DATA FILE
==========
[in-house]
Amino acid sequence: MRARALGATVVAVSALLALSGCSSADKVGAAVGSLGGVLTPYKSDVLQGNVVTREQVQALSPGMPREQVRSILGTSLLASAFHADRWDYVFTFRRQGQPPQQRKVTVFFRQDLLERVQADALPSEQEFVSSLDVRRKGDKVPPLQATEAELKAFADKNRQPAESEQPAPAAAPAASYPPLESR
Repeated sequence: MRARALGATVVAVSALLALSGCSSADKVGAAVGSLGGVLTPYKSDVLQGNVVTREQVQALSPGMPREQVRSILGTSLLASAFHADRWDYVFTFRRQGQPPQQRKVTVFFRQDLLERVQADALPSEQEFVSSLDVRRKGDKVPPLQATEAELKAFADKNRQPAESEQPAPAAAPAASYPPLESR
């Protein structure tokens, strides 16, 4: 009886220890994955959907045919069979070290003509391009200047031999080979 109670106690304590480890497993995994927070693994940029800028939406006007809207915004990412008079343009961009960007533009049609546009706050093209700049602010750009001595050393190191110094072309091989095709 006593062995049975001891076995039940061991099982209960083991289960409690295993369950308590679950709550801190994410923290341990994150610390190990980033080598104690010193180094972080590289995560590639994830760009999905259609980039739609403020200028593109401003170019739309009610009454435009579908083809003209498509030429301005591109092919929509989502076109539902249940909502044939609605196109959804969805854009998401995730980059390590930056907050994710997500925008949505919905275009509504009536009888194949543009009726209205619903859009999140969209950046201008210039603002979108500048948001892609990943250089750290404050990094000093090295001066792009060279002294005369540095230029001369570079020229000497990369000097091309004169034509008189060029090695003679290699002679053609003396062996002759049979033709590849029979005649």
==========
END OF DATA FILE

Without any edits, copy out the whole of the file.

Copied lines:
[in-house]
Amino acid sequence: MRARALGATVVAVSALLALSGCSSADKVGAAVGSLGGVLTPYKSDVLQGNVVTREQVQALSPGMPREQVRSILGTSLLASAFHADRWDYVFTFRRQGQPPQQRKVTVFFRQDLLERVQADALPSEQEFVSSLDVRRKGDKVPPLQATEAELKAFADKNRQPAESEQPAPAAAPAASYPPLESR
Repeated sequence: MRARALGATVVAVSALLALSGCSSADKVGAAVGSLGGVLTPYKSDVLQGNVVTREQVQALSPGMPREQVRSILGTSLLASAFHADRWDYVFTFRRQGQPPQQRKVTVFFRQDLLERVQADALPSEQEFVSSLDVRRKGDKVPPLQATEAELKAFADKNRQPAESEQPAPAAAPAASYPPLESR
């Protein structure tokens, strides 16, 4: 009886220890994955959907045919069979070290003509391009200047031999080979 109670106690304590480890497993995994927070693994940029800028939406006007809207915004990412008079343009961009960007533009049609546009706050093209700049602010750009001595050393190191110094072309091989095709 006593062995049975001891076995039940061991099982209960083991289960409690295993369950308590679950709550801190994410923290341990994150610390190990980033080598104690010193180094972080590289995560590639994830760009999905259609980039739609403020200028593109401003170019739309009610009454435009579908083809003209498509030429301005591109092919929509989502076109539902249940909502044939609605196109959804969805854009998401995730980059390590930056907050994710997500925008949505919905275009509504009536009888194949543009009726209205619903859009999140969209950046201008210039603002979108500048948001892609990943250089750290404050990094000093090295001066792009060279002294005369540095230029001369570079020229000497990369000097091309004169034509008189060029090695003679290699002679053609003396062996002759049979033709590849029979005649």